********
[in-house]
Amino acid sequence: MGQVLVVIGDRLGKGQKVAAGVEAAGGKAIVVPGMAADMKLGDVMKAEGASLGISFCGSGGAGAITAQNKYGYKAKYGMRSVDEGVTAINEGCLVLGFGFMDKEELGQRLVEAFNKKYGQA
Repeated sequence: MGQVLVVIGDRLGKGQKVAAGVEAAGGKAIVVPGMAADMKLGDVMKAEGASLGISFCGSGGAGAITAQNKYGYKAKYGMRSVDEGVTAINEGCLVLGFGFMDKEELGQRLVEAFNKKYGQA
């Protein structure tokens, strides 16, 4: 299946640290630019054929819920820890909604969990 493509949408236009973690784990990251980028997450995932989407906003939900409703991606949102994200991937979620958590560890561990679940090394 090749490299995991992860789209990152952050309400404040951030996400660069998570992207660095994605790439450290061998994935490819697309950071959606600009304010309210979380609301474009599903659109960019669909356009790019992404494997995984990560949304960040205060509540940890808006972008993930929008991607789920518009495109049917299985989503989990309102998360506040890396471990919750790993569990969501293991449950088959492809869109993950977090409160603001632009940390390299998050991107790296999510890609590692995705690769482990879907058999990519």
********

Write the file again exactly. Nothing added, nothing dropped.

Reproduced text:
[in-house]
Amino acid sequence: MGQVLVVIGDRLGKGQKVAAGVEAAGGKAIVVPGMAADMKLGDVMKAEGASLGISFCGSGGAGAITAQNKYGYKAKYGMRSVDEGVTAINEGCLVLGFGFMDKEELGQRLVEAFNKKYGQA
Repeated sequence: MGQVLVVIGDRLGKGQKVAAGVEAAGGKAIVVPGMAADMKLGDVMKAEGASLGISFCGSGGAGAITAQNKYGYKAKYGMRSVDEGVTAINEGCLVLGFGFMDKEELGQRLVEAFNKKYGQA
């Protein structure tokens, strides 16, 4: 299946640290630019054929819920820890909604969990 493509949408236009973690784990990251980028997450995932989407906003939900409703991606949102994200991937979620958590560890561990679940090394 090749490299995991992860789209990152952050309400404040951030996400660069998570992207660095994605790439450290061998994935490819697309950071959606600009304010309210979380609301474009599903659109960019669909356009790019992404494997995984990560949304960040205060509540940890808006972008993930929008991607789920518009495109049917299985989503989990309102998360506040890396471990919750790993569990969501293991449950088959492809869109993950977090409160603001632009940390390299998050991107790296999510890609590692995705690769482990879907058999990519």